In reading the prologue and introduction of “The Mouse That Roared”, there was only one thing I agreed with, on page xvi: “It is as important to comprehend and mitigate what gives us pleasure as it is to examine what elicits our disapproval”. This I find to be true. The things that we don’t like always get a lot of attention. There is so much negativity in the news and media today. But isn’t it true that we should spend just as much time talking about why we like something, as we do about why we don’t like something. To really sit down and think: OK, why do I like this? Why do my kids like this? Why does everyone like this?
However, the rest of the book (as hinted at in the introduction) appears to be mostly negative criticism. Nothing is perfect, and Disney being Disney doesn’t excuse them from also being a corporation. So yes, they are going to employ sneaky marketing techniques to attract certain demographics. And the messages you want to see are going to be there.
Page 3 of the introduction discusses the article in the New York Times about the marketing techniques that Disney uses to appeal more to boys aged 6 to 14. The entire section uses some very negatively weighted words and phrases, such as “probe their minds”, “camouflaged”, “seductive”, and “exploiting children for profit”. The authors of this book clearly consider Disney’s actions to be horrible. Is it really all that bad though? Would kids see this as a bad thing? Or would they see it as Disney taking a true interest in exactly what kids want, and not “out-of-touch grown-ups” trying to guess. So, while the authors of this book may see Disney as being devious, I would argue that in the end, we’re all consumers. And Disney is still a corporation, a business. Kids in a certain demographic want a certain type of product, and Disney is in the business of satisfying customers, so why not do so effectively?
The seeming paranoia of the authors begins to show on page 6, where it says,
“…Disney’s influence as a major participant in youth culture must be addressed both as an educational issue and as a matter of politics and institutional power. Although we focus on Disney’s cultural politics and its attempt to mystify its corporate agenda with appeals to fun, innocence, and pure entertainment, the seriousness of the political and economic threat that Disney and other corporations present to democracy cannot be underestimated”. At the bottom of the page, it continues by saying, “Media conglomerates such as Disney are not merely producing harmless entertainment…” They go on to say exactly what my argument to these statements was, that everything is influenced by something else, and everything is an influence in one way or another. Furthermore, no two children are going to take away the exact same message from a film, TV show, etc… What one person might see as horrible racism in a film, might not even register with someone else. It might not even have registered with the filmmakers. Of course Disney is a large influence on every child, but to say that it is harmful to every child is a huge generalization. There is no “pure” entertainment; by this reasoning, nothing is safe, and children would be better off being completely cut off from all forms of mass media and culture.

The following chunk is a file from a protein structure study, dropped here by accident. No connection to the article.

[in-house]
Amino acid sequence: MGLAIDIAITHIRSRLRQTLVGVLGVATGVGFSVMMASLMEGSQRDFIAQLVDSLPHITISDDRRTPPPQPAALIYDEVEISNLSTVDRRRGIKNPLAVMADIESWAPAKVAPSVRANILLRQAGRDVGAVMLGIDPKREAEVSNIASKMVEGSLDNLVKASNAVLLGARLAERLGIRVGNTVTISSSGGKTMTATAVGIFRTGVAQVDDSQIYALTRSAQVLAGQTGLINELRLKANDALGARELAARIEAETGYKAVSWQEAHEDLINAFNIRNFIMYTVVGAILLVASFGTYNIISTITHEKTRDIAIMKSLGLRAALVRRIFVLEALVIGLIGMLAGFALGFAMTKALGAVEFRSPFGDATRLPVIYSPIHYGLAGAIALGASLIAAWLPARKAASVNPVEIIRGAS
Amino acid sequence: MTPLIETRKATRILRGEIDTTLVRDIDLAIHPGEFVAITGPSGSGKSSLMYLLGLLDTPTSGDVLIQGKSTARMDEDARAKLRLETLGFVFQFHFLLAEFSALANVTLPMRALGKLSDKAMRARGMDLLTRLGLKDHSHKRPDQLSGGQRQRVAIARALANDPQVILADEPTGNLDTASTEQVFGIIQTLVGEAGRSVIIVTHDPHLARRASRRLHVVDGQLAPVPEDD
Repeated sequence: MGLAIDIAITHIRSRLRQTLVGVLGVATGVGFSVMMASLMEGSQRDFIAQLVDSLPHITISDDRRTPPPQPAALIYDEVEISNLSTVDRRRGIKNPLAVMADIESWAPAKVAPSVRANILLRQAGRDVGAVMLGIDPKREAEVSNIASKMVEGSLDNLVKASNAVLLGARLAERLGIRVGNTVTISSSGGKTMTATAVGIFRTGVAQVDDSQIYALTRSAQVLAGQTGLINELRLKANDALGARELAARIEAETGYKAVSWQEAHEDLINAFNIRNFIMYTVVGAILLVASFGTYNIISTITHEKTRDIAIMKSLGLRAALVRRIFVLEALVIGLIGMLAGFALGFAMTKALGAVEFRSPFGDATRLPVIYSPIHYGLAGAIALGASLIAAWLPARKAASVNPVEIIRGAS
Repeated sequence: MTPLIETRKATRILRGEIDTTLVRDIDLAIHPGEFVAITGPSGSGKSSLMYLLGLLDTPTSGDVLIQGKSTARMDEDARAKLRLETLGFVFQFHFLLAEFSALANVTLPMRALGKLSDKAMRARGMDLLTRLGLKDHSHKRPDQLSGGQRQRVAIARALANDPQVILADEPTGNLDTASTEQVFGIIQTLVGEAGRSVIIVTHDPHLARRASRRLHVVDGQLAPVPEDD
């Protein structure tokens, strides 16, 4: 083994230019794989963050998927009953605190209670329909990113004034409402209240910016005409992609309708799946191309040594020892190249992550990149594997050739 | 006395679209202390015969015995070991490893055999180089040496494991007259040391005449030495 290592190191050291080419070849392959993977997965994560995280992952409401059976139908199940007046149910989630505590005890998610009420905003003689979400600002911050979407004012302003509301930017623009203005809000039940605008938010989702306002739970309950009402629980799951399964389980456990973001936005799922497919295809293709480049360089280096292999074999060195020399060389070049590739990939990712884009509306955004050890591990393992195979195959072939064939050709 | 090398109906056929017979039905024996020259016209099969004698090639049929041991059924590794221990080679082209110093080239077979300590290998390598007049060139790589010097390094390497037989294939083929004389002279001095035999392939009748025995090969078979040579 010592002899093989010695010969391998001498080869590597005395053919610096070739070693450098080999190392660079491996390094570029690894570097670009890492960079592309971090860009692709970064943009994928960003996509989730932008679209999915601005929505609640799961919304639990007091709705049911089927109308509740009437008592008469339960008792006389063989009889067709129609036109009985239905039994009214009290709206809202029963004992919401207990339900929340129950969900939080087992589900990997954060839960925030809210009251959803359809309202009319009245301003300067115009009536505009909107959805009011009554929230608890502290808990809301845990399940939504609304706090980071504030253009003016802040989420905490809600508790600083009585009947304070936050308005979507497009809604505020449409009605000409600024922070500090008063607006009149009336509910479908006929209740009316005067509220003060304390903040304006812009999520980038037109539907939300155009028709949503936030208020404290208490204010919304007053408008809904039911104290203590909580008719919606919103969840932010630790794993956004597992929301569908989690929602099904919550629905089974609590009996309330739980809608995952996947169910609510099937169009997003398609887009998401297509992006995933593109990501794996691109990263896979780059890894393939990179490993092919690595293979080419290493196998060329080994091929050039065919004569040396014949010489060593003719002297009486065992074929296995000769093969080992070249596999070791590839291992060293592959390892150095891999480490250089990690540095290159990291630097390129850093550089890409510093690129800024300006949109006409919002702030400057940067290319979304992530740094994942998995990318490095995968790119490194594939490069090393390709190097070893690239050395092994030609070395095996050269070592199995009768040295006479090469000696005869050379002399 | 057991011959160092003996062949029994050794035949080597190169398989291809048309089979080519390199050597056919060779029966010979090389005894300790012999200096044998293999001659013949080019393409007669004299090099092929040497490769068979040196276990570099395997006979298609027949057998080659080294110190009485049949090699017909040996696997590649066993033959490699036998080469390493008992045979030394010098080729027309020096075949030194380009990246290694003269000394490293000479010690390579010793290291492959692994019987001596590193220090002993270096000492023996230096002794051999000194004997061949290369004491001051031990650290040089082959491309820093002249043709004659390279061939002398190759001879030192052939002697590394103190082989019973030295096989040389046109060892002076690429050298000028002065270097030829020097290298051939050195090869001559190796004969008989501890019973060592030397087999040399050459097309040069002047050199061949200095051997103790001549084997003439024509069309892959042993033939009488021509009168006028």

In another laughable, nit-picky, and paranoid statement, the authors bring up an excerpt from a Canadian newspaper, and express their horror at the “clearly disturbing, and perhaps inadvertent, indicator of Disney’s capacity to destroy individuality and to compel, even control, the will of individuals toward consumption” because the journalist says that being at a Disney resort makes her want to eat Mickey waffles even though she is trying to avoid carbs and doesn’t even really like waffles. Saying, as the authors of this book do, that Disney has the power to control the wills of individuals makes it seem like they are accusing the company of conspiring to hatch some evil plan to change the world into their army mind-slaves. This is taking things entirely too far. The journalist is simply saying that Disney makes her want to caution into the wind, that it inspires a “carpe diem” kind of attitude that usually has no place in the “real world”. Wanting waffles is a far throw from wanting to obey the evil Disney overlords and aid them in their plan for world domination.
I still agree that it is just as important to examine carefully the things we enjoy as it is to examine the things we don’t like, the authors of this book always seem to come to negative conclusions. People like Disney so much because they’re sneaky and conniving and evil. But they’re no worse than any other corporation. The unique thing about Disney is that their entire image is the exact opposite of corporate America. It’s as if people are surprised to find out that Disney is no different than Wal-Mart. I wonder if Disney’s biggest critics, like the authors of this book, are the ones who feel the most let down by this revelation.